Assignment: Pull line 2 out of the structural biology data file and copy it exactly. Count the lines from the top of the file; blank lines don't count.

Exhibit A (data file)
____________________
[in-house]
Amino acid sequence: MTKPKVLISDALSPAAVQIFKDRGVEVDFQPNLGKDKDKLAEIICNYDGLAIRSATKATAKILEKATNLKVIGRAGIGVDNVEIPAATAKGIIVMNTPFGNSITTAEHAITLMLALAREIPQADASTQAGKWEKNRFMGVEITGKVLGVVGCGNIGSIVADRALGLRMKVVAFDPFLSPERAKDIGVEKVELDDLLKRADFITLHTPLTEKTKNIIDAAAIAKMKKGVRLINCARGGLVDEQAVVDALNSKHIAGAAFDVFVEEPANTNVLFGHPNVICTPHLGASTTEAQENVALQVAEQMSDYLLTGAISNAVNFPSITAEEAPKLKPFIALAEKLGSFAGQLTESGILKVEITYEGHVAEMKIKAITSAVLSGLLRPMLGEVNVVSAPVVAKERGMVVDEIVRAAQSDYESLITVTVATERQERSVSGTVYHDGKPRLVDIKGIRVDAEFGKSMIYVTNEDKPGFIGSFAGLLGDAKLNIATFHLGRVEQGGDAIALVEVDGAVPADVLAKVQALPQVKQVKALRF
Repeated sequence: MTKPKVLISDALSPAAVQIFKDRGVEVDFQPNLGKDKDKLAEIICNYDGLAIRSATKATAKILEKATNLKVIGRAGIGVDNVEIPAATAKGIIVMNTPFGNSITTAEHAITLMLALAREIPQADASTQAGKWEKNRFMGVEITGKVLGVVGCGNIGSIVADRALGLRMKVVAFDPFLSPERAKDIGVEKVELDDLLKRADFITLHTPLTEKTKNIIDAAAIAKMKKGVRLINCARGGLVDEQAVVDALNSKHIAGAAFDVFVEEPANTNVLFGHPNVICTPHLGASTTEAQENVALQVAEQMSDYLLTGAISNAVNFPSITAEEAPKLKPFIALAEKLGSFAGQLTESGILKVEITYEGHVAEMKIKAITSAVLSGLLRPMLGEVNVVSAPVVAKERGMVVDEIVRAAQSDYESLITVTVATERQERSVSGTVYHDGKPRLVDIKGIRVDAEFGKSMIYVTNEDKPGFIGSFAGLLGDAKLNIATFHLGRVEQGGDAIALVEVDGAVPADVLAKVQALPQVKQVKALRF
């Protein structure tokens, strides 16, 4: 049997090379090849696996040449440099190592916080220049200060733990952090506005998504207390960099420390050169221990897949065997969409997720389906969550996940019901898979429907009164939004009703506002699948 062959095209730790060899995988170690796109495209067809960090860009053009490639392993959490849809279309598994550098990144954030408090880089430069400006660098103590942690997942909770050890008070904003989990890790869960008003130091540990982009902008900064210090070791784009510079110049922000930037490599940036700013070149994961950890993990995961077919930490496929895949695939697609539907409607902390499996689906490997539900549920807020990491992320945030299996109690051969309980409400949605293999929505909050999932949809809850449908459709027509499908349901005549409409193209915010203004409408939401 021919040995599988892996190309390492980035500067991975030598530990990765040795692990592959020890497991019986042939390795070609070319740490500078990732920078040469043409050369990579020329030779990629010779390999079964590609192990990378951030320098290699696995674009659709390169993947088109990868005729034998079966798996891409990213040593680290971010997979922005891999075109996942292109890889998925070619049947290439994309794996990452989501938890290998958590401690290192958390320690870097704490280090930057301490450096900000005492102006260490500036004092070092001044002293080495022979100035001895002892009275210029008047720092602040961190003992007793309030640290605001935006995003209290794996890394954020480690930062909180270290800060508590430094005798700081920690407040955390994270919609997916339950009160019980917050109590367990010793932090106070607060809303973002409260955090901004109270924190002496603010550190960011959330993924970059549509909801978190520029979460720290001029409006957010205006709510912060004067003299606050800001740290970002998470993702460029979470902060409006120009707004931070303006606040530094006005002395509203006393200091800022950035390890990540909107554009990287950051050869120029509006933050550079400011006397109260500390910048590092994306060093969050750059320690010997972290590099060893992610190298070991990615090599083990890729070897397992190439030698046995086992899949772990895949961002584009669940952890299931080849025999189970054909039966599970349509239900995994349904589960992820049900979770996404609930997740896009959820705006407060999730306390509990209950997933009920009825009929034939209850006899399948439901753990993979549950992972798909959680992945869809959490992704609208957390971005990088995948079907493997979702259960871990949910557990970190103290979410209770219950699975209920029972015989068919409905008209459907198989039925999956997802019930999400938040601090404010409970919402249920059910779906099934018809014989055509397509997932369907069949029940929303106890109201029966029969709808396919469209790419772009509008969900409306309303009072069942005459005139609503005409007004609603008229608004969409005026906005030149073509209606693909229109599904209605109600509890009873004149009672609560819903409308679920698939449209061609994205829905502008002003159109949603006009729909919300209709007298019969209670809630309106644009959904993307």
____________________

Amino acid sequence: MTKPKVLISDALSPAAVQIFKDRGVEVDFQPNLGKDKDKLAEIICNYDGLAIRSATKATAKILEKATNLKVIGRAGIGVDNVEIPAATAKGIIVMNTPFGNSITTAEHAITLMLALAREIPQADASTQAGKWEKNRFMGVEITGKVLGVVGCGNIGSIVADRALGLRMKVVAFDPFLSPERAKDIGVEKVELDDLLKRADFITLHTPLTEKTKNIIDAAAIAKMKKGVRLINCARGGLVDEQAVVDALNSKHIAGAAFDVFVEEPANTNVLFGHPNVICTPHLGASTTEAQENVALQVAEQMSDYLLTGAISNAVNFPSITAEEAPKLKPFIALAEKLGSFAGQLTESGILKVEITYEGHVAEMKIKAITSAVLSGLLRPMLGEVNVVSAPVVAKERGMVVDEIVRAAQSDYESLITVTVATERQERSVSGTVYHDGKPRLVDIKGIRVDAEFGKSMIYVTNEDKPGFIGSFAGLLGDAKLNIATFHLGRVEQGGDAIALVEVDGAVPADVLAKVQALPQVKQVKALRF